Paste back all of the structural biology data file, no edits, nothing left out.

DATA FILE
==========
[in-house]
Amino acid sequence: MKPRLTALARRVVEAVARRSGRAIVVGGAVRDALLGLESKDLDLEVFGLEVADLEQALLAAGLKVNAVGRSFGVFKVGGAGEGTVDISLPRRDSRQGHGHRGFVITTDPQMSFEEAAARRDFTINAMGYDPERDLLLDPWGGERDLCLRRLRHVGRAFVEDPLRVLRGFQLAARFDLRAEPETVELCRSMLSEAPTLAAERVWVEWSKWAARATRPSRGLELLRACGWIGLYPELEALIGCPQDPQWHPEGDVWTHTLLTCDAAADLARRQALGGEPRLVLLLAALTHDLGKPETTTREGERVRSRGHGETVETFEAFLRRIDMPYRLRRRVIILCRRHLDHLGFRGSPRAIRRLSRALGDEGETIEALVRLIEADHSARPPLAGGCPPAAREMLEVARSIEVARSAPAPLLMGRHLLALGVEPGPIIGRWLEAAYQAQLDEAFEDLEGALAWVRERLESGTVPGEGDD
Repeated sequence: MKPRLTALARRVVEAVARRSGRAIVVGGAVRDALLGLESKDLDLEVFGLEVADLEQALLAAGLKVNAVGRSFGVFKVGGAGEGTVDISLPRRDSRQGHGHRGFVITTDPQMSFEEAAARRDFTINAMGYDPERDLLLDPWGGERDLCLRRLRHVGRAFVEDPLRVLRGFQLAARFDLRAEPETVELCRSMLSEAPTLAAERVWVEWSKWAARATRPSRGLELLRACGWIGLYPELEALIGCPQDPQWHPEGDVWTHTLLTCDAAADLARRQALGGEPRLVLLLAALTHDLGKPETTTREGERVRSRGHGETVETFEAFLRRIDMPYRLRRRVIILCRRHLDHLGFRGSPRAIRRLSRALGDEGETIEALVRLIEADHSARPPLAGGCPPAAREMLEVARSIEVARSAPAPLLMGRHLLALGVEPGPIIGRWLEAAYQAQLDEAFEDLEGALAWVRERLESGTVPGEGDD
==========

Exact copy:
[in-house]
Amino acid sequence: MKPRLTALARRVVEAVARRSGRAIVVGGAVRDALLGLESKDLDLEVFGLEVADLEQALLAAGLKVNAVGRSFGVFKVGGAGEGTVDISLPRRDSRQGHGHRGFVITTDPQMSFEEAAARRDFTINAMGYDPERDLLLDPWGGERDLCLRRLRHVGRAFVEDPLRVLRGFQLAARFDLRAEPETVELCRSMLSEAPTLAAERVWVEWSKWAARATRPSRGLELLRACGWIGLYPELEALIGCPQDPQWHPEGDVWTHTLLTCDAAADLARRQALGGEPRLVLLLAALTHDLGKPETTTREGERVRSRGHGETVETFEAFLRRIDMPYRLRRRVIILCRRHLDHLGFRGSPRAIRRLSRALGDEGETIEALVRLIEADHSARPPLAGGCPPAAREMLEVARSIEVARSAPAPLLMGRHLLALGVEPGPIIGRWLEAAYQAQLDEAFEDLEGALAWVRERLESGTVPGEGDD
Repeated sequence: MKPRLTALARRVVEAVARRSGRAIVVGGAVRDALLGLESKDLDLEVFGLEVADLEQALLAAGLKVNAVGRSFGVFKVGGAGEGTVDISLPRRDSRQGHGHRGFVITTDPQMSFEEAAARRDFTINAMGYDPERDLLLDPWGGERDLCLRRLRHVGRAFVEDPLRVLRGFQLAARFDLRAEPETVELCRSMLSEAPTLAAERVWVEWSKWAARATRPSRGLELLRACGWIGLYPELEALIGCPQDPQWHPEGDVWTHTLLTCDAAADLARRQALGGEPRLVLLLAALTHDLGKPETTTREGERVRSRGHGETVETFEAFLRRIDMPYRLRRRVIILCRRHLDHLGFRGSPRAIRRLSRALGDEGETIEALVRLIEADHSARPPLAGGCPPAAREMLEVARSIEVARSAPAPLLMGRHLLALGVEPGPIIGRWLEAAYQAQLDEAFEDLEGALAWVRERLESGTVPGEGDD